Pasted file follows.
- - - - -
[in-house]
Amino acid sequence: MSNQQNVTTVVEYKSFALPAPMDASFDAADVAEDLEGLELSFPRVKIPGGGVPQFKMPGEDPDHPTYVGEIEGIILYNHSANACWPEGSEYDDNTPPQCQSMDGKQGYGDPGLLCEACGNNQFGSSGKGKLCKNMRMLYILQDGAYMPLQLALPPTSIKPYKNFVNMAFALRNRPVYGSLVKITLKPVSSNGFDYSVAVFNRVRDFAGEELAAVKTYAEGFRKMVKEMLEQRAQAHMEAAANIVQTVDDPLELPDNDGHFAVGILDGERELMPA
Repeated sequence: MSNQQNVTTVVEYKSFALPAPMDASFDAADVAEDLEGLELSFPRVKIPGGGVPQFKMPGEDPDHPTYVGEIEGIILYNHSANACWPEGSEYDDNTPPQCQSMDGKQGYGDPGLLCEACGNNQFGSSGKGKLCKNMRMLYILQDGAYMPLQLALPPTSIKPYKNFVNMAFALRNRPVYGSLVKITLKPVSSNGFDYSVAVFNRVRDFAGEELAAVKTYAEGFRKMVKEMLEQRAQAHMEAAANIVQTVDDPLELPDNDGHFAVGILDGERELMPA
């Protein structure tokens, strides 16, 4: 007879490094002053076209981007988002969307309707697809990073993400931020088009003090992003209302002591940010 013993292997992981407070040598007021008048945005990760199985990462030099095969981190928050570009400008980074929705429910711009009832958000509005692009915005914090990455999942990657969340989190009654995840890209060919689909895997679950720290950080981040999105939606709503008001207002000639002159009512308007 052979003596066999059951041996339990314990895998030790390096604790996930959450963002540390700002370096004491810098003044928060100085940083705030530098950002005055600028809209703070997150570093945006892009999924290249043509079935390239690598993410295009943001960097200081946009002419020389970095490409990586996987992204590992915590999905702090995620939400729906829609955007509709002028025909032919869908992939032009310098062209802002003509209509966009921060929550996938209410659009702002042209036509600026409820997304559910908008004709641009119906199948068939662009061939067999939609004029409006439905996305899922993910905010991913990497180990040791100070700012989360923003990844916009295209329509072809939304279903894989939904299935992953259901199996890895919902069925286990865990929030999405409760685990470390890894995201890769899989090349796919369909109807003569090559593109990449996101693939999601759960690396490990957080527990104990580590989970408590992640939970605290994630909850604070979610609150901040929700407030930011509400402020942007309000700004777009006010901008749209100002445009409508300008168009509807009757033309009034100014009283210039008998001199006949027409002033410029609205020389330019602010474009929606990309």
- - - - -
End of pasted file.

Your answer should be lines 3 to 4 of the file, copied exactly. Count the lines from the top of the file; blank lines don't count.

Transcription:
Repeated sequence: MSNQQNVTTVVEYKSFALPAPMDASFDAADVAEDLEGLELSFPRVKIPGGGVPQFKMPGEDPDHPTYVGEIEGIILYNHSANACWPEGSEYDDNTPPQCQSMDGKQGYGDPGLLCEACGNNQFGSSGKGKLCKNMRMLYILQDGAYMPLQLALPPTSIKPYKNFVNMAFALRNRPVYGSLVKITLKPVSSNGFDYSVAVFNRVRDFAGEELAAVKTYAEGFRKMVKEMLEQRAQAHMEAAANIVQTVDDPLELPDNDGHFAVGILDGERELMPA
């Protein structure tokens, strides 16, 4: 007879490094002053076209981007988002969307309707697809990073993400931020088009003090992003209302002591940010 013993292997992981407070040598007021008048945005990760199985990462030099095969981190928050570009400008980074929705429910711009009832958000509005692009915005914090990455999942990657969340989190009654995840890209060919689909895997679950720290950080981040999105939606709503008001207002000639002159009512308007 052979003596066999059951041996339990314990895998030790390096604790996930959450963002540390700002370096004491810098003044928060100085940083705030530098950002005055600028809209703070997150570093945006892009999924290249043509079935390239690598993410295009943001960097200081946009002419020389970095490409990586996987992204590992915590999905702090995620939400729906829609955007509709002028025909032919869908992939032009310098062209802002003509209509966009921060929550996938209410659009702002042209036509600026409820997304559910908008004709641009119906199948068939662009061939067999939609004029409006439905996305899922993910905010991913990497180990040791100070700012989360923003990844916009295209329509072809939304279903894989939904299935992953259901199996890895919902069925286990865990929030999405409760685990470390890894995201890769899989090349796919369909109807003569090559593109990449996101693939999601759960690396490990957080527990104990580590989970408590992640939970605290994630909850604070979610609150901040929700407030930011509400402020942007309000700004777009006010901008749209100002445009409508300008168009509807009757033309009034100014009283210039008998001199006949027409002033410029609205020389330019602010474009929606990309």